After the beet slices are mixed in the diffuser two products are left: raw sugar juice and wet pulp. The wet pulp is moved out of the diffuser into presses where the water content is “smashed” out. From there the pulp is dried and turned into cattle feed.

The raw, chunky juice, though, moves through pipes down a different tract.

The juice, now a deep brown color, enters a purification process that includes a sequence of steps. Lime and CO2 are added to the juice and then it goes through clarifiers, carbonation filters, centrifuges, evaporators and juice softening tanks. The whole automated procedure takes several hours and is monitored by sugar factory employees.

“We try to take everything that is not sugar out of the juice,” said McAnally.

That includes, McAnally said, amino acids, salt and water.

Now the sugar is called “thin juice” which means the purification process has evaporated most of the impurities. The sugar here – a mixture of crystals and molasses – resembles syrup. The sugar is then separated from the beet molasses syrup in another centrifuge. From there the sugar is pushed into white pans, where it is crystalized. This is done by adding ground sugar to the pans so that all of the sugar crystals will be a uniform size. After that the sugar goes into another centrifuge where it spins, is washed with hot water to turn it to a white color and dried, weighed and put into storage.

From the time the beet is cut to going into a bag takes less than a day.

The refinery operates on several floors. Pipes crisscross the ceiling and poke up through the floors. Huge tanks that represent the refining process jut up several stories. The factory is loud – earplugs are mandatory – and it is a little city where the focus is to create sugar under the White Satin brand or other generic names.

Amalgamated employs 580 people with an annual payroll of $22 million. When production is going at full speed, the refinery produces 1,000 tons a sugar a day, said plant manager Eric Erickson.

Once in the warehouse, sugar – stored in bags from a pound up to 50 pounds – is shipped to major grocery chains across the region. All of Amalgamated’s sugar is sold on the domestic market.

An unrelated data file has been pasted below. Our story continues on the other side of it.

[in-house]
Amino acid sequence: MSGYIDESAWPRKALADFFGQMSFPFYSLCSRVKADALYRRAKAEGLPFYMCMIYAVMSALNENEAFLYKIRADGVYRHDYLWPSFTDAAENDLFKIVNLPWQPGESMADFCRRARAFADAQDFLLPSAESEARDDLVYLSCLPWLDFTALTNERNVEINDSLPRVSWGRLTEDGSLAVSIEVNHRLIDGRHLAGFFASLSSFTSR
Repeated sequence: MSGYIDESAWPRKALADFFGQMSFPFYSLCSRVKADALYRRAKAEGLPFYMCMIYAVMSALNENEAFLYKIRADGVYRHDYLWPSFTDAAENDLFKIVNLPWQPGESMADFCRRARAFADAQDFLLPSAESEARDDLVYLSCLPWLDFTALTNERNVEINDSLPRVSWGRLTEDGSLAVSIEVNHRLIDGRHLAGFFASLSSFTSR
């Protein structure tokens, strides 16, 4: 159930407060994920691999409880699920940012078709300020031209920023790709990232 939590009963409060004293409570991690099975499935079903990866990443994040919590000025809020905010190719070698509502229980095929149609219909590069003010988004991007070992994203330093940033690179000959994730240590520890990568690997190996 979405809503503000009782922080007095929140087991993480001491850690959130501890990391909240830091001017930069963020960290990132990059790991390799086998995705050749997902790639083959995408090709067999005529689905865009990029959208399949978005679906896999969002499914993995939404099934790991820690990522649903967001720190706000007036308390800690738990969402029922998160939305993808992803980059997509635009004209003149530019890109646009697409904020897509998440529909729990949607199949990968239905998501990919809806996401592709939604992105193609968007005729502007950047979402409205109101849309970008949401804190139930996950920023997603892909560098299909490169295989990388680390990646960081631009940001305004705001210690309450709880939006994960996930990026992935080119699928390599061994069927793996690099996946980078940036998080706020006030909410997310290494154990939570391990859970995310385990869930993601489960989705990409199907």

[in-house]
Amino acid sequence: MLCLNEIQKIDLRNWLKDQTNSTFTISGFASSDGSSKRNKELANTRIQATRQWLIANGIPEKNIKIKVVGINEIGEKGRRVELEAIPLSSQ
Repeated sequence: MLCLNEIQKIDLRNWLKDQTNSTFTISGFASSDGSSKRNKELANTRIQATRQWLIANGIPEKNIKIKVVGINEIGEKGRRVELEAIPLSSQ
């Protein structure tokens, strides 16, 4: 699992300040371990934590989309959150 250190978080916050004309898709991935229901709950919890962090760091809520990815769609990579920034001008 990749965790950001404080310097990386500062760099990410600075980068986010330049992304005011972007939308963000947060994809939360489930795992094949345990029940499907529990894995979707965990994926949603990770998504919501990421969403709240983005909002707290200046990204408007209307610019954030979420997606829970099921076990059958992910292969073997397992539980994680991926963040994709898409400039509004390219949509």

The process to refine the sugar is both simple and complicated, said Erickson.

“There are so many factors involved, so many elements,” said Erickson.

For example, while the actual process could be done in a home kitchen, precision at the Nampa plant is critical.

“You want to make sure your equipment is operating smoothly at all times. We are really on a time crunch because we are dealing with a perishable vegetable,” said McAnally.

On the other hand, Erickson, said the basics of sugar beet production are simple.

“We are either heating something up or cooling it down,” said Erickson. “We are baking here. That is basically what we are doing.”

It takes a lot of beets to make sugar, Erickson said.

“2,000 pounds of beets will get you about 300 pounds of sugar,” said Erickson.

Amalgamated also operates a plant in Nyssa where brown sugar is made.

Erickson, McNally and Wettstein all said there is a misconception about sugar beet and cane sugar.

There is no difference between the two, said McNally.

“Sugar is sugar. It’s all about consumer perception and, really, it is a testament to the power of marketing,” said McNally.

Wettstein agreed.

“It is kind of a message problem we have right now. We are trying to get people to understand sugar is sugar,” he said.

Have a news tip? Contact reporter Pat Caldwell at [email protected] or 541-473-3377.